"Fool's Gold: A Critical Look at Computers in Childhood"

Dolores Brien reviews the content of  an article released on the September 12, 2000 by the Alliance for Childhood entitled, "Fool's Gold: A Critical Look at Computers in Childhood," a report on what we may be doing to our children by exposing them to early to the computer.

"Fool's Gold: A Critical Look at Computers in Childhood"

A new report on what we may be doing to our children
by exposing them too early to the computer.

Where I live in Southeastern Pennsylvania, as in many other communities across the country, there is a rush to make sure that every each child in elementary school has a computer. The motivation is fear that children will fail to become "computer literate" and will be "left behind" at a very early age. That this fear is unwarranted is never questioned, nor is much attention given to the effect computers are having on children. As with so many of our wonderful technologies, we accept uncritically that their benefits will far outweigh any risks involved. For the most part, we have not even seriously considered what those risks might be for our children. Those who have tried to point out that widespread use of computers by children might actually be a detriment to their development have been ignored. There is further denial about the sometimes sinister corporate drive to place computers in our schools. The potential psychological, physical, intellectual and spiritual costs to the children who will use them, however, are overlooked.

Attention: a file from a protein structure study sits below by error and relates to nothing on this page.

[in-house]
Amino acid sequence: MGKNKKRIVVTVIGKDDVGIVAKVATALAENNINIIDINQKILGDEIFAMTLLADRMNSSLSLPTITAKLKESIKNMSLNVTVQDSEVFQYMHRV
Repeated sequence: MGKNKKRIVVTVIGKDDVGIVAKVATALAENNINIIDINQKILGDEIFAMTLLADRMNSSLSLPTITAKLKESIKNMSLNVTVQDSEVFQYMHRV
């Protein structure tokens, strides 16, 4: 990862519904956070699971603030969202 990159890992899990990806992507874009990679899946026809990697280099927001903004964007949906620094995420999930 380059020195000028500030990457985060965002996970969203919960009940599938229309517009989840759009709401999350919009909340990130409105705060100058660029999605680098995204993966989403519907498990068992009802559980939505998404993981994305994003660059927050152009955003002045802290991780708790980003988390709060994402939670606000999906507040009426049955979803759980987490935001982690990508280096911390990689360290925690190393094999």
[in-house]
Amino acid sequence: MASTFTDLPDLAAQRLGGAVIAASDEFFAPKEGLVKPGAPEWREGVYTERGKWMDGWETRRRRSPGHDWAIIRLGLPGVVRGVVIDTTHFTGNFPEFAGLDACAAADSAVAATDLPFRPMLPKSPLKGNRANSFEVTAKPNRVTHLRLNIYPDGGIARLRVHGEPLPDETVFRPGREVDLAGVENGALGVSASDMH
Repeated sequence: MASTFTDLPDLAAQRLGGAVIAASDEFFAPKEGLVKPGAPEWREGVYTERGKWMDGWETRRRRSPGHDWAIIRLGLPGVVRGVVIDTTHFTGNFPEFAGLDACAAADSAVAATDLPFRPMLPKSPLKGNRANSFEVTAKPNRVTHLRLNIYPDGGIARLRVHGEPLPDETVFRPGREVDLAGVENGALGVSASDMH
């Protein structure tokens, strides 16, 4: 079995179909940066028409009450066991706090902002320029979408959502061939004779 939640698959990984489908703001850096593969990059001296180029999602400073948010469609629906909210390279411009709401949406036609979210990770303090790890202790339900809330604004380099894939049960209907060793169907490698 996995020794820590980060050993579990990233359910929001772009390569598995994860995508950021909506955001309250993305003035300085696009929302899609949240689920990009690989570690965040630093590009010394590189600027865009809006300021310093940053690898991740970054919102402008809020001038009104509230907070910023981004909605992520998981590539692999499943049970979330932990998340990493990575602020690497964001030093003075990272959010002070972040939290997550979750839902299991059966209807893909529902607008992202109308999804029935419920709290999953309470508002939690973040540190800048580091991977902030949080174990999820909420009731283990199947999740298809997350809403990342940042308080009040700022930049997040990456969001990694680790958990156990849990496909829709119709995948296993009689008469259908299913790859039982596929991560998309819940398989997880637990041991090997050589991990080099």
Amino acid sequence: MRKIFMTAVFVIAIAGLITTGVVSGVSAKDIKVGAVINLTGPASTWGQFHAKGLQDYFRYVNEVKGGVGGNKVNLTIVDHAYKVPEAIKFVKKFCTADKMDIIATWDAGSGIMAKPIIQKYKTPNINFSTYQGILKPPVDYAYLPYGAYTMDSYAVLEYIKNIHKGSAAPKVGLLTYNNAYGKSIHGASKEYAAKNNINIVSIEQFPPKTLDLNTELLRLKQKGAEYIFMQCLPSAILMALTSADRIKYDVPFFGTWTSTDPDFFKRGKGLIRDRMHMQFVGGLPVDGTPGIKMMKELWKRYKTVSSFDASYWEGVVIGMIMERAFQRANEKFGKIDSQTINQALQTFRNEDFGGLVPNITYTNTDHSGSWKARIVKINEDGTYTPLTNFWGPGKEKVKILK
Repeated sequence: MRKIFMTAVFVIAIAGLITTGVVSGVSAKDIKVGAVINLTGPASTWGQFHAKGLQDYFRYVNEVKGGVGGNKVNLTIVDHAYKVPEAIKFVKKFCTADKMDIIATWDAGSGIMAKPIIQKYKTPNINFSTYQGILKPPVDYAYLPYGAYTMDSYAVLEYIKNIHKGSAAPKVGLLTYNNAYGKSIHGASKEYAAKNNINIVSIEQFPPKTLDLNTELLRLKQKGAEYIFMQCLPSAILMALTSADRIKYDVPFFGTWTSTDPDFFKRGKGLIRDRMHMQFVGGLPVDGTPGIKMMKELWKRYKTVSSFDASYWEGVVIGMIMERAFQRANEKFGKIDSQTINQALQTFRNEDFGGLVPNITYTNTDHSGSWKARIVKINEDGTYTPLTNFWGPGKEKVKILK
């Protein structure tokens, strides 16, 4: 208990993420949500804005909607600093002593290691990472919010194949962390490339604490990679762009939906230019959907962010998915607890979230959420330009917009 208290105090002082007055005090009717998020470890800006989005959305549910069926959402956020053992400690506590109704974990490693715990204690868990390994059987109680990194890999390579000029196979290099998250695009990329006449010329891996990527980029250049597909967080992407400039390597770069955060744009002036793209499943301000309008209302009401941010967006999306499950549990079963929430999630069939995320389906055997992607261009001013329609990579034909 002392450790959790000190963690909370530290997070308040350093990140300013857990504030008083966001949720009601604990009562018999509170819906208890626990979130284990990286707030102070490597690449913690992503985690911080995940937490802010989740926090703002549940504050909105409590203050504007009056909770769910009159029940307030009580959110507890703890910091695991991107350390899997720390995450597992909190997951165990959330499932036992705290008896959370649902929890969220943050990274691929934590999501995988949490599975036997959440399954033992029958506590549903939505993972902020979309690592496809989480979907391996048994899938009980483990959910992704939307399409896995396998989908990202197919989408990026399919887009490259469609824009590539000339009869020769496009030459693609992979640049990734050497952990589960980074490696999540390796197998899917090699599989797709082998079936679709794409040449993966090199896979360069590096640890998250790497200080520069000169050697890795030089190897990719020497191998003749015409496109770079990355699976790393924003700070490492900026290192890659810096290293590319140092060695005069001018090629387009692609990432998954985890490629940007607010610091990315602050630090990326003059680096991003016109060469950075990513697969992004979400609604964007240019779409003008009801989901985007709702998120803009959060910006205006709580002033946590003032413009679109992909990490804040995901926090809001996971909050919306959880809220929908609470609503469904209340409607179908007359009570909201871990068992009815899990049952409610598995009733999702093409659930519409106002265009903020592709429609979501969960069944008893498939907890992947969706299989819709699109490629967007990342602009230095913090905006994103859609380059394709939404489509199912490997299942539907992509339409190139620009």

This week (September 12) the Alliance for Childhood published "Fool's Gold: A Critical Look at Computers in Childhood," which critically, thoroughly, and richly studies the troubling issue of computers and children. The study was announced at the prestigious National Press Club in Washington which hopefully will assure more national coverage than is usually given to such studies. It is the most substantial account yet on why we must rethink what we are doing by forcing computers on our children. The study shows how computers can hinder our children from developing those qualities or values we would most want for them, such as creativity, imagination and a bond with the living, natural world. At the same time, it points out how essential to the development of a child are the personal, attentive relationships with teachers and parents which no computer should be allowed to replace.

You can read the report at www.allianceforchildren.net and I urge you to do so. (You can also find out about the Alliance for Children by looking up NetFuture #99 at www.netfuture.com/) "Fool's Gold" is of no little significance to those interested in Jungian psychology and in the psychological effects of early computer use on our children. In addition you will find in the report "A Call to Action" which offers several recommendations about what can be done to slow down if not halt this uninformed and misdirected movement to put computers too soon at the disposal of children.

© Dolores Brien 2000

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